There are many reasons pet parents may need to know how to travel with a cat. Most cats settle down after the journey is underway. Pet parents need to research and prepare to travel many months in advance of the trip, as the airplane cabin may be more stressful than a road trip.
How to Travel With a Cat
The rule of thumb for pet parents is to create a stress-free travel plan for your cat. Cat lovers need to visit the vet and review all the rules before a road trip or plane ride. Some cats love to travel in the car, and other cats may put the brakes on as soon as the carrier appears.
Rules for the Journey
Check with airlines, cruise ships, and Amtrak on the guidelines so you can compile a list of initial questions.
- When is it acceptable to remove your cat from the pet carrier?
- What if your cat meows or makes noise during travel?
- What happens if someone with a seat near you is allergic to cats?
- If your cat has a health issue and needs medication, can you administer medicine in your seat?
Cat's Age and Health
You need to talk to your vet if you live with a senior cat or a feline with motion sickness. A cat's age and overall health may impact the length of your trip.
Valid Health Certification and Rabies Vaccination
You need a record of any vaccinations and proof of a recent annual checkup if you travel with your cat. It is imperative to keep a copy of your cat's rabies vaccination, as many vets require this to see a new patient from out of state. Most airlines require a health certification, so visit the vet a few months before your trip.
Traveling With Cats
The best way to travel with a cat is by car. If your cat rides in the car to the vet once or twice a year, this transportation mode is familiar to your feline buddy. An airplane, train, or boat may cause motion sickness and a lot of stress. If you need to travel and a car trip is not an option, always check guidelines and rules months in advance. For example, pet lovers need reservations on some trains, and many only allow a select number of pets on board. Each airline requires pets to travel with health certifications, and there is a fee.
A car trip is the best way to travel with your cat. If a pet parent is available to hold the carrier in the backseat, your cat may experience less motion sickness. Cat parents need to place the soft crate in a secure spot in the car, but never on the floor where there is intense vibration and noise.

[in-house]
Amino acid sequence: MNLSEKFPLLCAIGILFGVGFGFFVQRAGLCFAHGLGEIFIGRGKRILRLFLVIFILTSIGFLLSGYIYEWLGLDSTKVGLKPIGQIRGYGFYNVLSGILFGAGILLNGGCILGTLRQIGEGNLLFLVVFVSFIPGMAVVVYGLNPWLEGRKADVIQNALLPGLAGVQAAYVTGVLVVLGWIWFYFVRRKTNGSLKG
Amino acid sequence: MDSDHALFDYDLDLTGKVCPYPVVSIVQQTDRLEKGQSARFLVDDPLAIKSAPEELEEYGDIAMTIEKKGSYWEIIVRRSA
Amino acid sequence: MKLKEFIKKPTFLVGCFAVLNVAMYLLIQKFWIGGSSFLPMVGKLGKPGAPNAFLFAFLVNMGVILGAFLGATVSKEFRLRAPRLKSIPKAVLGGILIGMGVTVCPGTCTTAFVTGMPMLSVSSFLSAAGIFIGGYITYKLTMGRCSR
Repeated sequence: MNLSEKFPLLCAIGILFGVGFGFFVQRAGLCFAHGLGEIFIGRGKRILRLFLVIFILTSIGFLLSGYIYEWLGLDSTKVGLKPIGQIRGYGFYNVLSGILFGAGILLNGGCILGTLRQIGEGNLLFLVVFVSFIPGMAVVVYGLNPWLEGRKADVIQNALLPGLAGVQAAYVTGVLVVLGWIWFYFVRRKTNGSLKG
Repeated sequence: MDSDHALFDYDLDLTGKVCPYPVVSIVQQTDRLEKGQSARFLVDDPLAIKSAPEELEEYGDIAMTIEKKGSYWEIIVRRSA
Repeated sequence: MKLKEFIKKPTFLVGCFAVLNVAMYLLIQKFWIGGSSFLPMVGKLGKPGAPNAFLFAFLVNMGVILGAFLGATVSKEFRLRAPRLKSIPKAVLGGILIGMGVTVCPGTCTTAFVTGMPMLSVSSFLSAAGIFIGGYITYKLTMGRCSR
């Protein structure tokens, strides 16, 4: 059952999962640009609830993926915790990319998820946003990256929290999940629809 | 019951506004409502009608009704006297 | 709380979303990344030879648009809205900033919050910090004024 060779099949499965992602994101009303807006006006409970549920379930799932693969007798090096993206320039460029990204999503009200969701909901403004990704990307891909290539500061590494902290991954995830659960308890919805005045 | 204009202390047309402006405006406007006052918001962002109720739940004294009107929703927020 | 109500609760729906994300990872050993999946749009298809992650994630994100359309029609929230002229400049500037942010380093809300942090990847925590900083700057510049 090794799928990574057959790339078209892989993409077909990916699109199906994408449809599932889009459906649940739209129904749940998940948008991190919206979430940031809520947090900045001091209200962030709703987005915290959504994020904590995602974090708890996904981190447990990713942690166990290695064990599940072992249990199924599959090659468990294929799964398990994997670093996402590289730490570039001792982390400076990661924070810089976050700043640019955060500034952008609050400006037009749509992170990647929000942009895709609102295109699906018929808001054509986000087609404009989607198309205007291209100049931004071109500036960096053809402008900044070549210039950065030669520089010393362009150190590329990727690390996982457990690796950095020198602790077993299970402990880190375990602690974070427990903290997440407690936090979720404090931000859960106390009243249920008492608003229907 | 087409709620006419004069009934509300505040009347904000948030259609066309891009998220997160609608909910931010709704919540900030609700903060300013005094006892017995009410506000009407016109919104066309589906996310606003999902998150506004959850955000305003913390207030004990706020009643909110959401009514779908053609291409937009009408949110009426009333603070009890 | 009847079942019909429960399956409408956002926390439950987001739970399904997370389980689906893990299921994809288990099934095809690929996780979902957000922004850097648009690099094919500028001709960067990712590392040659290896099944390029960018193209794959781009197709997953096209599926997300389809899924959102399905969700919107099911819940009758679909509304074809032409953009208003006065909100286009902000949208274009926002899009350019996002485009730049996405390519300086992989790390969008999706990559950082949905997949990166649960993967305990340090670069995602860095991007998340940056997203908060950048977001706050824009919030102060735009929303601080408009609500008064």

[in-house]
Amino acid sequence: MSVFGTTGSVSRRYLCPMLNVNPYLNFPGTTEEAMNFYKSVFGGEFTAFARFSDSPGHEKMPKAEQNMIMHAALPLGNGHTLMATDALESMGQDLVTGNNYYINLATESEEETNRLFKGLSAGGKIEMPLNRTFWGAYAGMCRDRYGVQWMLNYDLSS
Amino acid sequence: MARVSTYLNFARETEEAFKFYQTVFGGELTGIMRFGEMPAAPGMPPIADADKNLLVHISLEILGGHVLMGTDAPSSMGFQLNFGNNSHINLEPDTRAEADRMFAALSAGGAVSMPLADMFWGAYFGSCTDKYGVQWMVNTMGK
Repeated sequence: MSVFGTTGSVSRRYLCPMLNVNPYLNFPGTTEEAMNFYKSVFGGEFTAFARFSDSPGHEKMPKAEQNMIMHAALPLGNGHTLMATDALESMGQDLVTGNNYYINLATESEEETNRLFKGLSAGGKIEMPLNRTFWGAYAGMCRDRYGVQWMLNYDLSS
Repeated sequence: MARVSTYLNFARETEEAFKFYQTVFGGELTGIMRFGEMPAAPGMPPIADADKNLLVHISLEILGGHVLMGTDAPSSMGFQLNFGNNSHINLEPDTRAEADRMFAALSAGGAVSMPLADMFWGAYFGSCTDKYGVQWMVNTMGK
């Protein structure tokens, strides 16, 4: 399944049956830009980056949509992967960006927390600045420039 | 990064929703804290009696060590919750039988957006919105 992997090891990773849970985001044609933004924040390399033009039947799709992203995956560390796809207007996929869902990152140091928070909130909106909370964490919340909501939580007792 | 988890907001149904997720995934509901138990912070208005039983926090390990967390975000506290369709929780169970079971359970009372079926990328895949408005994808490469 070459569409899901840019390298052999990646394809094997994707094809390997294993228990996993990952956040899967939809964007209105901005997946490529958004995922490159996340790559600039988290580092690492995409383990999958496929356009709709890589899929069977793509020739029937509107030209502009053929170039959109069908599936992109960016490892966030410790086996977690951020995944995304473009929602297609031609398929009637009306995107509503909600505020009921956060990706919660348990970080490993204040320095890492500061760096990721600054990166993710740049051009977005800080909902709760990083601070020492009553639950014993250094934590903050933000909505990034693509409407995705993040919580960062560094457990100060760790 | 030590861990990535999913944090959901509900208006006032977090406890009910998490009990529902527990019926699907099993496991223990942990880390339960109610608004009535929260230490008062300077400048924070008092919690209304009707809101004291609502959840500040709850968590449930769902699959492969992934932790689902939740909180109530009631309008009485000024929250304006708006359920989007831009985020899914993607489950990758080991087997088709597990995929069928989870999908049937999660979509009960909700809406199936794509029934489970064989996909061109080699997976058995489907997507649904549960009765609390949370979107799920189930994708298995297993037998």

Fly with your cat in the cabin. The safest place for your feline buddy in the cabin is under the seat in front of you. There are many factors cat lovers need to consider when they choose to fly with their cat. For example, according to the Federal Aviation Administration, pets must be in their carrier throughout the flight. Pet parents need to ensure their cat is calm! With this in mind, check out the airline's website and call to discuss how to best travel with your cat in the cabin.
- A Persian cat or any feline considered a brachycephalic cat breed is a risk as they are predisposed to respiratory issues.
- Your cat must be outside the carrier when you pass through security.
- Travel on a direct flight with your cat to decrease the general stress of the trip.
Small cats up to 20 pounds may ride the Amtrak train on trips up to seven hours, but a reservation is necessary. Always call well in advance to check on the rules as there are select trains and routes you can book seats on, but some may not allow pets.
Cruise Ship and Charter Boat
The majority of cruise lines do not allow pets. A few transatlantic cruises do allow cats, so pet parents need to do their research and make reservations in advance. Charter boats typically allow cats, but there is a hefty fee.
Preparing to Travel
Traveling with cats is tricky. As you prepare for travel, there are special rules for the type of pet carrier you need to purchase. Contact each airline and ask about seat dimensions. Also, pet parents need to talk with a vet about medication if they live with an anxious cat.
- Select pet carriers on airlines and trains are part of the guidelines.
- Medication for motion sickness may be necessary for cats with anxiety.
- Cats may overheat, so pet parents must pay attention to the temperature if it is warm out.
- A trip to the vet in advance of any trip is essential, and airlines require a health certification.
Airlines Ban Emotional Support Animals
The above rules for airlines apply to all cats as there are new rules for emotional service animals (ESA). Cats trained as an ESA are not service animals. Airlines now ban all emotional service animals, and pet parents need to follow the rules on each airline's website. The current federal rule defines a service animal as a dog trained to perform tasks to benefit a qualified individual with a disability, including a physical, sensory, psychiatric, intellectual, or other mental disability.
Best Way to Travel With Cats
The best way to travel with cats is a road trip. Airlines require specific pet carriers, and your cat must travel inside the crate during the trip. On trains and cruise ships, the rules may be more flexible, but pet parents need to make a reservation well in advance. Good luck!